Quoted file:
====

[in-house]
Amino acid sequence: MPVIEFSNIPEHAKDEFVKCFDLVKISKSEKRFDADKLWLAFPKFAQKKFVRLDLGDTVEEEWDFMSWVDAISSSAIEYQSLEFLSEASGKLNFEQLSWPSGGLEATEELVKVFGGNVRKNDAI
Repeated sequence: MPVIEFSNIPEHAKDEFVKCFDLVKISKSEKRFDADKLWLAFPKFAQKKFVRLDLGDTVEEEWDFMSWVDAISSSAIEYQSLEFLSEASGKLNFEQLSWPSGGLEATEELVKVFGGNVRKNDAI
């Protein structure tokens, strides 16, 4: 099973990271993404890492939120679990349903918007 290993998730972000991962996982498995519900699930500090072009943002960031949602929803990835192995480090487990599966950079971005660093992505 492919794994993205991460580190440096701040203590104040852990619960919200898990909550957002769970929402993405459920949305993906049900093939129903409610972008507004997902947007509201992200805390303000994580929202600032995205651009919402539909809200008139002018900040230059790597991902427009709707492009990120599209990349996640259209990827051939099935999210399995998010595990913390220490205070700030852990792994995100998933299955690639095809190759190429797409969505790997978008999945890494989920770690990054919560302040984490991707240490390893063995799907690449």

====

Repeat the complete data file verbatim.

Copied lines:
[in-house]
Amino acid sequence: MPVIEFSNIPEHAKDEFVKCFDLVKISKSEKRFDADKLWLAFPKFAQKKFVRLDLGDTVEEEWDFMSWVDAISSSAIEYQSLEFLSEASGKLNFEQLSWPSGGLEATEELVKVFGGNVRKNDAI
Repeated sequence: MPVIEFSNIPEHAKDEFVKCFDLVKISKSEKRFDADKLWLAFPKFAQKKFVRLDLGDTVEEEWDFMSWVDAISSSAIEYQSLEFLSEASGKLNFEQLSWPSGGLEATEELVKVFGGNVRKNDAI
């Protein structure tokens, strides 16, 4: 099973990271993404890492939120679990349903918007 290993998730972000991962996982498995519900699930500090072009943002960031949602929803990835192995480090487990599966950079971005660093992505 492919794994993205991460580190440096701040203590104040852990619960919200898990909550957002769970929402993405459920949305993906049900093939129903409610972008507004997902947007509201992200805390303000994580929202600032995205651009919402539909809200008139002018900040230059790597991902427009709707492009990120599209990349996640259209990827051939099935999210399995998010595990913390220490205070700030852990792994995100998933299955690639095809190759190429797409969505790997978008999945890494989920770690990054919560302040984490991707240490390893063995799907690449």